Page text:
Tracking gentrification: Rixdorf 2008-2022
Gentrification is the term used in sociology to describe a phenomenon involving the changing of social and spatial dynamics in an urban neighborhood. This complex process has extremely polarizing consequences both for the inhabitants of the neighborhood and the overall network of the city. The dynamics of gentrification have been widely researched; German sociologist A. Holm describes them in a schematic and effective way through 4 phases. In a low income area, with possibly inhabitants that are mostly rentals, scarce attractiveness for external visitors and maybe even a bad media reputation, groups of pioneers start moving there looking for opportunities. Their influence in reshaping the neighborhood attracts investors, and consequently the area changes, the visibility and attractiveness increase and more and more people are drawn to attend it. Further consequences involve rents increasing, displacement of the original inhabitants and a radical change in the appearance of the neighborhood.
How do we track down this process? Given the number of actors and dynamics involved, gentrification can happen in quite a long period of time, depending on the triggering factors. I decided to take as a sample case for my study the neighborhood of Rixdorf (Neukölln), where the phenomenon stems from an unusual factor: through medias such as magazines and websites, Neukölln was marketed as a “cool” and “trendy” district around 2008. This attracted investors and newcomers from an audience extensibly wider than the usual gentrification dynamic - usually reaching to the urban level - , such as international students and workers.
The area of Rixdorf.
To analyze this process, I framed the time period between 2008 and 2022 and tried to report how this change happened by moving between scales. As gentrification is extremely layered, I tried to separate a series of layers to understand different structures shaping the neighborhood.
This included the embeddedness of the viability network, the spatial and typological configuration of the blocks, the pressure given by rents increasing, desirability and purchases, and finally the public fundings and the distribution of the ownership.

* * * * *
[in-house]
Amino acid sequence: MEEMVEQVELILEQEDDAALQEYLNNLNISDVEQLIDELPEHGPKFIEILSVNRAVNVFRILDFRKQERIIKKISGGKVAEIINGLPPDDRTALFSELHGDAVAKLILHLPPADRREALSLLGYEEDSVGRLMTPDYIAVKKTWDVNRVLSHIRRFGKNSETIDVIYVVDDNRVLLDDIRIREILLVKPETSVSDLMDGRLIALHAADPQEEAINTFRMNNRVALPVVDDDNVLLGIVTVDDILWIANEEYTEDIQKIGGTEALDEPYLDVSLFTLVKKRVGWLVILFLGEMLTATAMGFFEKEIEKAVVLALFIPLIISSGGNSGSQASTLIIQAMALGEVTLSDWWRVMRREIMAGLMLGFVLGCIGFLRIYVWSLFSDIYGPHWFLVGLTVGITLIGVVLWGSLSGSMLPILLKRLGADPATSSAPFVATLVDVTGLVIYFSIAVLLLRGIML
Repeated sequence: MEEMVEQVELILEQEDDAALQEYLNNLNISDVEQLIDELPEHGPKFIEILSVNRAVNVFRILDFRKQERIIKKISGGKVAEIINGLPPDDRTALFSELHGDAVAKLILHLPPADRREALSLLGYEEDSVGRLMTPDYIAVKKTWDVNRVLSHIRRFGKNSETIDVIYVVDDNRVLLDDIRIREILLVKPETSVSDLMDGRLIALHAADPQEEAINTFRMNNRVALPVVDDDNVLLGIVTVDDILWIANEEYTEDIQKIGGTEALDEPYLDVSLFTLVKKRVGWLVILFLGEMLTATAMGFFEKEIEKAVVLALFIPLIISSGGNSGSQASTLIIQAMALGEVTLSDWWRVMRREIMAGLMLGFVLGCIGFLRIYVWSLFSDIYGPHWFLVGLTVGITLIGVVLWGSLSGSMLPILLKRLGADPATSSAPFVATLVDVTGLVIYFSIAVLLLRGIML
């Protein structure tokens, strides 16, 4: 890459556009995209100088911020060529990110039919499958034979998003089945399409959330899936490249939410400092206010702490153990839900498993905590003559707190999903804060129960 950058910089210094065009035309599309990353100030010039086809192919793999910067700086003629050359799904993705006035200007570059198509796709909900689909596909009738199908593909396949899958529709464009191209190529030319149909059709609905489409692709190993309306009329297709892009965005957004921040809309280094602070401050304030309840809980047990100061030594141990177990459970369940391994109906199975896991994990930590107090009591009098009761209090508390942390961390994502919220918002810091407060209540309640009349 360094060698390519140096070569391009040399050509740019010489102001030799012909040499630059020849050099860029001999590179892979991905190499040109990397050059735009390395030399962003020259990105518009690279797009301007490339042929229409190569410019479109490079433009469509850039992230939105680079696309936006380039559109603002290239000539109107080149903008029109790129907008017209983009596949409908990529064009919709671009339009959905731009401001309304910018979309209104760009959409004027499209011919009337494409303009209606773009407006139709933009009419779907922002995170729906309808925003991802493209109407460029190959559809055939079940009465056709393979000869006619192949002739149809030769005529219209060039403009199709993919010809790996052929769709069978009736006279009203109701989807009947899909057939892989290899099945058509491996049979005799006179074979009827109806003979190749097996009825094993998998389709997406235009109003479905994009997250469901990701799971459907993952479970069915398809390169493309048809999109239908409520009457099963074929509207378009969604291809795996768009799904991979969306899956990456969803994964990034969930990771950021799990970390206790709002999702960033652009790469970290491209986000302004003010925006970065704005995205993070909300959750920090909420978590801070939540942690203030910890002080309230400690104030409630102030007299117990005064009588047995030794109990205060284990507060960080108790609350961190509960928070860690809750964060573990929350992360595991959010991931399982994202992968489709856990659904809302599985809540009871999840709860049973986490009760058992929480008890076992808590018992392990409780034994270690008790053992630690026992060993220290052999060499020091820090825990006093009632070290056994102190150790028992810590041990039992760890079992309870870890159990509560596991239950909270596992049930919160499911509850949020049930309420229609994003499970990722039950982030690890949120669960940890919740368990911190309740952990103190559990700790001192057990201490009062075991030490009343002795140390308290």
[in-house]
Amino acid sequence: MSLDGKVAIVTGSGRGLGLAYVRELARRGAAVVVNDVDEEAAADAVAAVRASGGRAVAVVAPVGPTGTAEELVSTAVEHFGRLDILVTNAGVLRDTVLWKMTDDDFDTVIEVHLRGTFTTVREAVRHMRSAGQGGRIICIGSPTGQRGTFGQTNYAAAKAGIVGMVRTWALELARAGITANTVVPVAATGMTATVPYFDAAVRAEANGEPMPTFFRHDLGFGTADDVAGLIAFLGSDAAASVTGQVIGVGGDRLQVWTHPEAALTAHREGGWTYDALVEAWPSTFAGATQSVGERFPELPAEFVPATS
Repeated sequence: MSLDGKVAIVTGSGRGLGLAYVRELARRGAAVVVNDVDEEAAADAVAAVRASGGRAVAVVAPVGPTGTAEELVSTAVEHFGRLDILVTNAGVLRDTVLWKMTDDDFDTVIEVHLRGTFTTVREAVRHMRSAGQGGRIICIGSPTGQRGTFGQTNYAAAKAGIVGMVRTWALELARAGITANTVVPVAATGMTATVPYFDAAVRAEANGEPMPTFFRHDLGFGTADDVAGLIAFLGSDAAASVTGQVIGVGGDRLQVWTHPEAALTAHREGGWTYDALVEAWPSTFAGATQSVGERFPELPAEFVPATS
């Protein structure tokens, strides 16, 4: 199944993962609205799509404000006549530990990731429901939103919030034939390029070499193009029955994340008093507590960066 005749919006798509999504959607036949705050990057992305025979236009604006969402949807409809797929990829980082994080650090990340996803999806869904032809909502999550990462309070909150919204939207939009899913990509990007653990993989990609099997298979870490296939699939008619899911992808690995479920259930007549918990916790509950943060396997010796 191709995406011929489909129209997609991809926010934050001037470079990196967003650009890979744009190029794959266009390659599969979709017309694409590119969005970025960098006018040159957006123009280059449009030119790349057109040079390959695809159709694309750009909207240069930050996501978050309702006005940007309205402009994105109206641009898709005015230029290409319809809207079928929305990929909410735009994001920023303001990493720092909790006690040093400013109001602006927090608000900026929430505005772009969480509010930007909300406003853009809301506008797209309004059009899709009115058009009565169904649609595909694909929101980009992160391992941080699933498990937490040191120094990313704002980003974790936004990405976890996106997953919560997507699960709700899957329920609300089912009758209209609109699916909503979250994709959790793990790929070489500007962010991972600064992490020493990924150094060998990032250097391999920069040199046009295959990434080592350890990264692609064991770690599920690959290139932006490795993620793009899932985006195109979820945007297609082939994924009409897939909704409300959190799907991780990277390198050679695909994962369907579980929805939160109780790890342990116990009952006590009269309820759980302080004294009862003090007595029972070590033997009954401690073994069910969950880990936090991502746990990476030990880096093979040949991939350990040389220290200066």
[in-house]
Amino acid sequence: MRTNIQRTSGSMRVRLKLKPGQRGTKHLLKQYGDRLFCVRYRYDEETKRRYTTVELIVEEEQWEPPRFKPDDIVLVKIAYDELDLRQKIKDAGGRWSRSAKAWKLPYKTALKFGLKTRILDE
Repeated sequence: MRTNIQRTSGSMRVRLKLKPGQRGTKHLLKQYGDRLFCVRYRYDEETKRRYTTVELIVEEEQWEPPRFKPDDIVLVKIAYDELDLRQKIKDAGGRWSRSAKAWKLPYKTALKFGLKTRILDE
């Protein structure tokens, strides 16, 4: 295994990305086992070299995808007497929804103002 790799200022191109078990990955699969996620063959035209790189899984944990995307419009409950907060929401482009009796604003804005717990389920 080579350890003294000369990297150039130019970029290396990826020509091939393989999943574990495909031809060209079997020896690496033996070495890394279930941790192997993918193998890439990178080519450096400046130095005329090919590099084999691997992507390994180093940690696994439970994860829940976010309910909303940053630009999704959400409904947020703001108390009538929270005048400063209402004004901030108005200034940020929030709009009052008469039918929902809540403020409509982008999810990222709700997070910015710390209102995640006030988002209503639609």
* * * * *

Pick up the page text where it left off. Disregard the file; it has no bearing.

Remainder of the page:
This data, analyzed on a neighborhood scale, can point out precisely what the major hotspots of changing have been in specific points in time. Not all the layers included could be confronted in time due to not finding all the data related to past years, but each map so precisely framed includes at least one indicator of the passing of time.
Richardplatz 8, a building squatted since 1980s, showcasing awareness for the housing situation.
Close to it, new commercial activities have recently opened, appealing to medium-high-class audiences.
The map of the spatial typology shows precisely the historical core of the area, with lots of preservation areas and buildings older than the 20th Century. The new and potential construction sites, as the newly built buildings in the timeframe are not many.
The area is surrounded by two important axis, enclosing the built environment inbetween in a spatially defined neighborhood.
A zoom in on the Praxis map shows a sample of the recent purchases, mainly residential and rentals, and the exponential increase of rents, starting from 2013 and jumping widely all the way through today, nearly decuplicating the cost of living.
Owners and workers of this funeral home, open since 1894, have reported an overall rejuvenation in both their clients and the people attending the neighborhood.
Many are the community initiatives enforcing the inhabitant cooperation, such as the swapshop in Braunschweigerstraße.
A zoom in on the Economics maps shows that the main ownnership distribution. The biggest slice is owned by privates, followed by private companies. Almost nothing is owned by public housing facilities.
A Neo Nolli map comparison (2008-2022), describing the use of the ground floor in its public and private areas of interest, underlines the specific hotspots of change, mainly related to the biggest spatial actor of the neighborhood, Richardplatz. It can be observed how a number of new shops, cafes and restaurants with very niche audiences have opened in the timeframe.
Rixdorf presents itself as a neighborhood with a visible spatial relation to its past, and therefore unfit for radical exterior changes and dynamics proper of super gentrification processes. However, through the collection of this data and narratives from the inhabitants, workers and shop-owners in the area, it is clear that a subtle change is happening and involves specific spatial hotspots such as important squares or street intersections.